With the company approaching its first Alpha launch, and the development of the Blue Ghost lunar lander, it says Lyons’ priorities will be to focus on “transitioning Firefly from an R&D environment to a production environment”, responding rapidly to changing market dynamics.
She will be joining Firefly from Blue Origin where she was a Lead Systems Engineer in Blue Origin’s Advanced Concepts. Prior to Blue Origin, Lyons spent several years at SpaceX where she held leadership roles on the Dragon, Falcon 9, and Starlink programmes, with responsibilities in Vehicle Engineering, Safety and Mission Assurance, Chief Engineering, Business Development, and Mission Management.
She had also previously been a medical device R&D engineer, worked on Mars robots at NASA/JPL and taught leadership courses at Harvard University.
“Firefly is entering a pivotal and exciting phase of its growth,” said Lyons, “I’m thrilled to take on the challenge of leading the efforts in scaling the company’s infrastructure to support rapid growth, high execution rate, and deliver exceptional value and service to our customers.”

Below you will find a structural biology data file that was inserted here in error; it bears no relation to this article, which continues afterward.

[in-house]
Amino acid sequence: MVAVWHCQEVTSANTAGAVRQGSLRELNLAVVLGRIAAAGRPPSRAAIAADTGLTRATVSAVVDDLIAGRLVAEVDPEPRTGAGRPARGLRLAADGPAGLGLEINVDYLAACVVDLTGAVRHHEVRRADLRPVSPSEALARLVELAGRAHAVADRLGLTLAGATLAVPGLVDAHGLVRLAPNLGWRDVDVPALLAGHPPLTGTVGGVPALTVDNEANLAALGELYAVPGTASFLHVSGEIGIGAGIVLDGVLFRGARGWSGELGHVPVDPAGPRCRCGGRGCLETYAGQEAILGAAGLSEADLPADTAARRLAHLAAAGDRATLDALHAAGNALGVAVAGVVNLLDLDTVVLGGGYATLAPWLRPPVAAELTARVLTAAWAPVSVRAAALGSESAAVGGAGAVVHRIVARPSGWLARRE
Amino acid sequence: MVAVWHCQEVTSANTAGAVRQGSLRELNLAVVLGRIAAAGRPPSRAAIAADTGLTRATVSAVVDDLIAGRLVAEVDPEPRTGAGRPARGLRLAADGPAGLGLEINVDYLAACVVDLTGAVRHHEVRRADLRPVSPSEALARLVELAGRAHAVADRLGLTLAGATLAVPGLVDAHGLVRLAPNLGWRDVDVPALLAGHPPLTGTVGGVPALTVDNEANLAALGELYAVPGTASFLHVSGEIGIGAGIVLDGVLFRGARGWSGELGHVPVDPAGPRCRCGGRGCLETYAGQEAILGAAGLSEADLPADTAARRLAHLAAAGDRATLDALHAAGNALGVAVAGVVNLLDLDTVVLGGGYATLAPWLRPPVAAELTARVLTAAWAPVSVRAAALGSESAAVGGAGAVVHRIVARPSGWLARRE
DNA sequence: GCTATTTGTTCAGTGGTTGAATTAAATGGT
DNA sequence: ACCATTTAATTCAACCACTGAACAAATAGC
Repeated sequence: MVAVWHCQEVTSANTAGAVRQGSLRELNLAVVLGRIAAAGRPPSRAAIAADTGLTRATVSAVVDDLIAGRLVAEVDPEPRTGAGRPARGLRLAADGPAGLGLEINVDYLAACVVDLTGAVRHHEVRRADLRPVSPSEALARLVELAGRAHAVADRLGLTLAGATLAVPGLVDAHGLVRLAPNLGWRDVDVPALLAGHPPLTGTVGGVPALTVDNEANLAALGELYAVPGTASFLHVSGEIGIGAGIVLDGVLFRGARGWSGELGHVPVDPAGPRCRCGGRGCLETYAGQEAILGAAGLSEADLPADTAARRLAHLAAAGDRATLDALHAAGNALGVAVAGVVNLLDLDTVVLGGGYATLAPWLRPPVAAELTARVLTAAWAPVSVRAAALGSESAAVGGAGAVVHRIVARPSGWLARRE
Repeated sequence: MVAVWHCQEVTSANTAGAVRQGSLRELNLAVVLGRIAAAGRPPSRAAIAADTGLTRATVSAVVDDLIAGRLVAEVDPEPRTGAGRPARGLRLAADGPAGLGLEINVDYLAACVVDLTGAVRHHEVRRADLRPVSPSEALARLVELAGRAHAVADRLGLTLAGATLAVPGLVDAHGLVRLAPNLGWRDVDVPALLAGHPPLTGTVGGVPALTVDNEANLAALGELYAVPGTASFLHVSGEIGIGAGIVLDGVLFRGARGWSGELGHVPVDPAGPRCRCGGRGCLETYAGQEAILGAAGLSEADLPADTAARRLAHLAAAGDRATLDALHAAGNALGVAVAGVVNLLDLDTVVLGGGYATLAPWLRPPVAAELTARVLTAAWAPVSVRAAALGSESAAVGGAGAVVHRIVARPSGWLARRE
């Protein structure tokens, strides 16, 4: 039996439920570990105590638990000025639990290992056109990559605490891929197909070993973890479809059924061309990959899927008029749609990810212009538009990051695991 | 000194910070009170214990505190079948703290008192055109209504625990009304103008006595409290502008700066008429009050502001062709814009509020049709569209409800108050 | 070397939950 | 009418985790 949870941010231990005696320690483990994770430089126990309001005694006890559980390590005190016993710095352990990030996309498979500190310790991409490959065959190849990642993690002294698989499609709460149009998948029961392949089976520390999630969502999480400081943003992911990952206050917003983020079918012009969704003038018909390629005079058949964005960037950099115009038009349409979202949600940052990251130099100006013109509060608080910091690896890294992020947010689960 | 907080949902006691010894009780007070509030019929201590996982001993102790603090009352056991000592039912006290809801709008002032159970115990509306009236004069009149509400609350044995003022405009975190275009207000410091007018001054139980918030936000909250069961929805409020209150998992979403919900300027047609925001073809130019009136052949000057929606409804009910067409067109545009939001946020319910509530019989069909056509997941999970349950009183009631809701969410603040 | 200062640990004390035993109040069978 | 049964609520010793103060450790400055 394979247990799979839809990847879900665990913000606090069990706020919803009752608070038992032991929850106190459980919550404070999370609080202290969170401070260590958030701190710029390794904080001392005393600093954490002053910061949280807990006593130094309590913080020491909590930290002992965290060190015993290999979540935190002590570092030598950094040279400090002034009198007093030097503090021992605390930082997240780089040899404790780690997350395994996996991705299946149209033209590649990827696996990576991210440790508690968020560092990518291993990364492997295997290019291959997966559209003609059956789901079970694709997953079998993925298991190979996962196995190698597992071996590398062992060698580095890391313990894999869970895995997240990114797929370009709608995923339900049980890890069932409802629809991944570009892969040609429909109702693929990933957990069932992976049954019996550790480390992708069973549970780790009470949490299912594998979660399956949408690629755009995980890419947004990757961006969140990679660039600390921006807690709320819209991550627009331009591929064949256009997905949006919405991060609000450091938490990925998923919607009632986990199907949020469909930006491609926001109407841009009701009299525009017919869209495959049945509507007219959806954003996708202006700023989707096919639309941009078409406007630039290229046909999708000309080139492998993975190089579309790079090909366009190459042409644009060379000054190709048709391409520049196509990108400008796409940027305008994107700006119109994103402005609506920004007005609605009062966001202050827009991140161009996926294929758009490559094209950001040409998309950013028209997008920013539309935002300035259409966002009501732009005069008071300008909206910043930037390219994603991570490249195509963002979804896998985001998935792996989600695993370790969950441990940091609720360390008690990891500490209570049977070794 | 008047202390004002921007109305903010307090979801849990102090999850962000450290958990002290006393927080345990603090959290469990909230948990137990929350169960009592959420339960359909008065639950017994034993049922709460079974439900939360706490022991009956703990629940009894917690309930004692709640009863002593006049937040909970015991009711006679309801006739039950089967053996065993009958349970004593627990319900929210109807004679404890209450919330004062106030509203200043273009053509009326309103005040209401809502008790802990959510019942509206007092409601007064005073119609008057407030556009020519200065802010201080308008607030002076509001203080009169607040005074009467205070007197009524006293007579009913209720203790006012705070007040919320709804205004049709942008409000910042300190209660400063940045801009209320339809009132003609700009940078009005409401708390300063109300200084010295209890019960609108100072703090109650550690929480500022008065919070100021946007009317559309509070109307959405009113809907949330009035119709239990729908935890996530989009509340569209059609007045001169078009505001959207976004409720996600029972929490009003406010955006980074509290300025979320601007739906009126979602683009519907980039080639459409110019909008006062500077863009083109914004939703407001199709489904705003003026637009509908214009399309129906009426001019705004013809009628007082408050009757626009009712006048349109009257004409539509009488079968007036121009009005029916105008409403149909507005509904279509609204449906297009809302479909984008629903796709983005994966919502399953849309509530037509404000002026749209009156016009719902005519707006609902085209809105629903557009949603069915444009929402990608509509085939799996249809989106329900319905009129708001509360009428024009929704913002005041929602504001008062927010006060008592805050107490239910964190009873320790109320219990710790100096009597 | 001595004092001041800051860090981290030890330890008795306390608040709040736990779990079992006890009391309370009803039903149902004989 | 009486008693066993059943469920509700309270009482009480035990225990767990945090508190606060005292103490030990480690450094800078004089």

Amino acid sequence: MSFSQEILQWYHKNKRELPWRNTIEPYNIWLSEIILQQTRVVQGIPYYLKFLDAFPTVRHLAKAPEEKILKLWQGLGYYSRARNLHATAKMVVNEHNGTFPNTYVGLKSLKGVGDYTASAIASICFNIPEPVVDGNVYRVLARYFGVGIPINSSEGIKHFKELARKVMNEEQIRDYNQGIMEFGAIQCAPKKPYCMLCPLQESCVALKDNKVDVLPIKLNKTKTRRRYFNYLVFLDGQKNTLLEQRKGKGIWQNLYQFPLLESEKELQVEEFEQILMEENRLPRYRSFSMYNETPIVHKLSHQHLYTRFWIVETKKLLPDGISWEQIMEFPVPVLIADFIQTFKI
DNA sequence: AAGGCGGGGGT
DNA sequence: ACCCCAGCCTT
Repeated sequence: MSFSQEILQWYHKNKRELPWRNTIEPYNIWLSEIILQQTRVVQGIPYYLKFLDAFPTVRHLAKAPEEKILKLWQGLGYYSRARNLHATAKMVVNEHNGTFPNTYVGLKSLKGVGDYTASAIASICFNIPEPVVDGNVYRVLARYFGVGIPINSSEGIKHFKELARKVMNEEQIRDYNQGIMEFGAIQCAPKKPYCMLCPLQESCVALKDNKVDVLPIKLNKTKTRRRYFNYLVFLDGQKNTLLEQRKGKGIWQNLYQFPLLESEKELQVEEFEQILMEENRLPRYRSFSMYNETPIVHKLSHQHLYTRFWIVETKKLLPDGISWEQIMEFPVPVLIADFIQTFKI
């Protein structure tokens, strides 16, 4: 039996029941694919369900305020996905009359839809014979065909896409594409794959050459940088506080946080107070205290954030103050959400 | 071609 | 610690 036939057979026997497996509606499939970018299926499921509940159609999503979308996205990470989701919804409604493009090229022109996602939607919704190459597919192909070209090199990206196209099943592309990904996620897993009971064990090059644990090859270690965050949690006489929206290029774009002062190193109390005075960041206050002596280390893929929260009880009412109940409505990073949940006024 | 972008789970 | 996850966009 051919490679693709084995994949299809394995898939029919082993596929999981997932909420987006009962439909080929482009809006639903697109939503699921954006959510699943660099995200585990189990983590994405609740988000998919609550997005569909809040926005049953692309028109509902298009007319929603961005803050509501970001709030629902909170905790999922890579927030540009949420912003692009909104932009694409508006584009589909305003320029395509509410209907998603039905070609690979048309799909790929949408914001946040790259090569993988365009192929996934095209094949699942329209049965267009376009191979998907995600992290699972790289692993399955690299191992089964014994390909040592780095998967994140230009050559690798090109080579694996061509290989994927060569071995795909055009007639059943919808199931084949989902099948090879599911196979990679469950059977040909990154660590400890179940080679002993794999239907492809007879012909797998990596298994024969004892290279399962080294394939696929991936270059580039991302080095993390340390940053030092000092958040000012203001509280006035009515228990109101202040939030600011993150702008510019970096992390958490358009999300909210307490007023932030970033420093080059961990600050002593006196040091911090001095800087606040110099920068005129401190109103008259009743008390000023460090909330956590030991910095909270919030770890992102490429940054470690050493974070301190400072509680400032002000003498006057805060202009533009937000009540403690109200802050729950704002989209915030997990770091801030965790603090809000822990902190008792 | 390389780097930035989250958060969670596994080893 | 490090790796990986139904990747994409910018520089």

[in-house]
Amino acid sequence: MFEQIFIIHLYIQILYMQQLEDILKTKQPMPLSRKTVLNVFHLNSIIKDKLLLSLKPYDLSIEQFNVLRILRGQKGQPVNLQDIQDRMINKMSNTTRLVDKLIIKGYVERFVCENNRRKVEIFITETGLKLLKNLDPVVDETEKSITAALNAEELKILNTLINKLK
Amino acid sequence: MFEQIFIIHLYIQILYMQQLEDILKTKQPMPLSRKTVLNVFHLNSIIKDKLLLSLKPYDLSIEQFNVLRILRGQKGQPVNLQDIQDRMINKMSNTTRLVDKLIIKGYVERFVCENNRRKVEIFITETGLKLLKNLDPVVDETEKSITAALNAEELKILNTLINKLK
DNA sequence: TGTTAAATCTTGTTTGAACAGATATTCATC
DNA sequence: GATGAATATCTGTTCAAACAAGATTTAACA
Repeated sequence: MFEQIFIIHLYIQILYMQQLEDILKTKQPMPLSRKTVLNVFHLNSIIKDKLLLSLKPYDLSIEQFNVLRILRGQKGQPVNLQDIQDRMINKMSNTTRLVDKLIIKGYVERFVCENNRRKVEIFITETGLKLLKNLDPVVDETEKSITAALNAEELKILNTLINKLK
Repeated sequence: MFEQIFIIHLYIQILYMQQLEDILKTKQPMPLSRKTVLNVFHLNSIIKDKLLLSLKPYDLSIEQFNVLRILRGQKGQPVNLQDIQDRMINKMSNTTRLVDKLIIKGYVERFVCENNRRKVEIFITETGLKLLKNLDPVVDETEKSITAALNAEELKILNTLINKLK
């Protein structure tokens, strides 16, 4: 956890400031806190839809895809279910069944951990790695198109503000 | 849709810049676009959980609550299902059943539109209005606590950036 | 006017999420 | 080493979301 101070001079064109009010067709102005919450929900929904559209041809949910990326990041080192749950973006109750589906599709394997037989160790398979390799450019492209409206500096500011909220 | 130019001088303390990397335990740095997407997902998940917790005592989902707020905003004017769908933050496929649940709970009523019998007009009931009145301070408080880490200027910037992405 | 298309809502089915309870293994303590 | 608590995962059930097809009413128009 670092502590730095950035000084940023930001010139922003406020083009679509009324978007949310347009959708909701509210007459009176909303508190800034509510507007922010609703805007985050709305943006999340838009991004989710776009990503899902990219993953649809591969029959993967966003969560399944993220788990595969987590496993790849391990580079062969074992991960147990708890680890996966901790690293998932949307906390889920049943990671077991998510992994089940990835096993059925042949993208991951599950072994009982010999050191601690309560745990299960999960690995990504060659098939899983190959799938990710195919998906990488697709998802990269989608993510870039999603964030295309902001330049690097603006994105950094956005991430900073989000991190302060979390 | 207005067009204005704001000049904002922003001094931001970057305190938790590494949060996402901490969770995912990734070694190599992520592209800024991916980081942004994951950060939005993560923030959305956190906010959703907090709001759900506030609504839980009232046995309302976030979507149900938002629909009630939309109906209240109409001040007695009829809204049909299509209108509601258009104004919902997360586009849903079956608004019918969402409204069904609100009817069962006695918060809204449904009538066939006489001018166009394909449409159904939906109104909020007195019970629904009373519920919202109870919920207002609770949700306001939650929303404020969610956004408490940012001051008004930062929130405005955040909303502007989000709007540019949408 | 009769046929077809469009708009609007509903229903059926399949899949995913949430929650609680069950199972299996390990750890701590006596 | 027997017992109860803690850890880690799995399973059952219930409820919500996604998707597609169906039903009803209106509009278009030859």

Lauren Lyons is pictured above with Firefly CEO Tom Markusic.
“I’m incredibly excited to partner with Lauren to take Firefly to new heights,” said Markusic. “In addition to her strong engineering, project management and mission assurance experience, she is a great communicator. Her ability to build productive relationships with the full spectrum of co-workers, collaborators and customers is perfectly aligned with Firefly’s vision of ‘Making Space for Everyone’.”
The Alpha launch vehicle is capable of delivering 1 metric ton to Low Earth Orbit (LEO) and 630 kg to the 500 km Sun–Synchronous Orbit (SSO).
Providing launch options for both full vehicle and ride share customers, it is planned to launch twice per month. This is “a launch cadence that will enable customers to fly according to their schedule and to the orbit they desire,” say the company.
Back in December 2020, NASA’s Launch Services Program (LSP) awarded three contracts to launch small satellites (SmallSats) to space, including CubeSats, microsats or nanosatellites.
Firefly was among the three US companies selected to provide the commercial launches (along with Astra Space and Relativity Space). The value of its fixed-price contract was $9.8m.
See also: NASA boosts SmallSats via Launch Services Program